Tuesday morning, I went out to the squirrel feeder, AKA fig tree, to discover that the next almost-ripe fig has been chewed into. The goodness of another ripe fig gone to those pesky squirrels! Time is running out for any figs to ripen with cold nights just around the corner.
This scenario plays out year after year. We've only tasted a handful of our own ripe figs since we planted the two fig trees almost a dozen years ago. Evidently, there's not much else for squirrels to eat at this time of year.
My Response to Pesky Squirrels
Earlier this week, I took a bucket with me, and picked as many unripe figs as I could reach. Ripe figs are squishy when still on the tree. The unripe ones are firm. To pick an unripe fig, you have to twist the stem, until it breaks, being careful not to get the oozing sap on your skin, as it's a known skin irritant.
When I brought the full bucket of green figs into the house, I filled it with water and set for a 20-minute soak to release the oozing sap while I rounded up jars and spices. Spiced fig jam makes a nice gift, because it's so unusual for this area. So I look for cute small jars for packaging these gifts.
You can use ground spices in this jam, but it's less muddy-looking if you use whole spices. I retrieved my cheesecloth, spice-infusing bag, some cinnamon sticks and whole cloves. I used a whole lemon last year for the zest. This year, I just have bottled lemon juice. I do think that it would be beautiful with long strips of lemon peel in the jar. I'll save that thought for another year.
After the 20-minute soak in water, I drain the figs, trim the stem end and pierce the bottom end of each (this allows the sap to ooze out), and place the trimmed figs in a stainless pot, covering completely with water.
I bring the trimmed figs to a boil and simmer for 15 minutes. Unripe figs need 2 to 3 simmering sessions, using fresh water each time. Afterward, I drain the figs in a colander, giving them and the pot a quick rinse. I, then, fill the pot of figs with water. Over Med heat, I bring it to a boil (poke them down from time to time, as they're buoyant), simmer, then drain, repeating this process one last time (for 3 simmering sessions, in total). Drain. Figs change from bright green to an olive green with the cooking process.
The figs are now ready to turn into either jam or whole fig preserves. This is how to make the jam.
1 quart of fine-chopped, cooked figs (unripe), about like you would chop for pickle relish (chop in food processor or with stick blender)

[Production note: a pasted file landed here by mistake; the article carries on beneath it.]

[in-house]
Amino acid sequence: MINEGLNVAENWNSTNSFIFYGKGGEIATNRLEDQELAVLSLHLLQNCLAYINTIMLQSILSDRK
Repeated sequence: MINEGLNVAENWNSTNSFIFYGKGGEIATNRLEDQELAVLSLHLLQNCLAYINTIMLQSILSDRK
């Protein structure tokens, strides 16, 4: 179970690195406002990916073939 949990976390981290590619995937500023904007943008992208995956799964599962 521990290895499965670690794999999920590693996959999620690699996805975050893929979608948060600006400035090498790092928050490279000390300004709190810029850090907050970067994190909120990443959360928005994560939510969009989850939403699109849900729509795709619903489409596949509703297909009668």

1 1/2 cups water
3 cups of sugar
2 sticks of cinnamon (loose in the jam mixture)
1 heaping tablespoon whole cloves (tied up in cheesecloth or muslin)
3/4 cup of lemon juice
- Fine-chop the cooked, drained figs.
- In a medium stainless or enameled saucepan, stir together fine-chopped figs, water, sugar, and lemon juice. Add the spices, then over the lowest heat, simmer for 1 hour, stirring often. When done, the jam should have some translucency. (Because I like a little extra spice, I add 4 pinches of ground cloves towards the end of the cooking. It gives the jam a rich, earthy, savory flavor. That's up to you. Taste towards the end of cooking, to see if you'd like any extra spice.)
This is supposed to be a thick jam. It will stand up in mounds on a saucer. If you'd like a more "syrup-y" jam, thin with equal parts water and sugar and simmer an 10 additional minutes.
Remove whole spices. Spoon into sterilized jars. Process for 10 to 15 minutes (according to elevation in NCHFP guide in link below) in a boiling water canner. My yield, beginning with 1 quart of fine-chopped, cooked figs is about 5 to 6 half-pints.
The National Center for Home Food Preservation indicates that a boiling-water canner is sufficient for jams and provides timing according to elevation in a table on this page. In addition to the information concerning jam-process timing, the NCHFP also has a good page about the process for using a boiling-water canner, in case you are unsure.)
This spiced fig jam is delicious paired with a mild and soft cheese, like Brie or even cream cheese, to spread on crackers. I spoon several tablespoons onto a block of cream cheese, to serve with plain crackers.
Just to let you know -- I store my jars of jam in a spare refrigerator. I have no idea how long this will keep on a shelf in the pantry.
A couple of years ago, when I decided to do something with our unripe figs, I had no recipes for this jam. I had to take my little knowledge of figs combined with making jam, then began experimenting. I based my recipe on those for whole, unripe fig preserves. I feel fortunate that I live in a time when I can find information at the touch of my finger through the internet. Other, more pioneering women, had only their intuition and experience to go by in these circumstances.
So, a recipe for unripe fig jam. How does that help you? It doesn't, that is unless you also happen to have a fig tree in your backyard. However, we all have things come to us for which we have no idea how to handle, cook, repair or use. We could discard these freebies. However, the process of doing, creating, and improvising forges pathways in our minds, propelling us onto new horizons and handling new challenges. And that's what makes the human experience extraordinary, in my opinion. After all, as humans, we would never make any progress if we didn't try something new.
You'll find this post, and many others like it, just a click away on this page -- a compilation of my recipes, shopping lists, and menu plans that illustrates how I feed my family of 4 adults on $125 to $135 per month.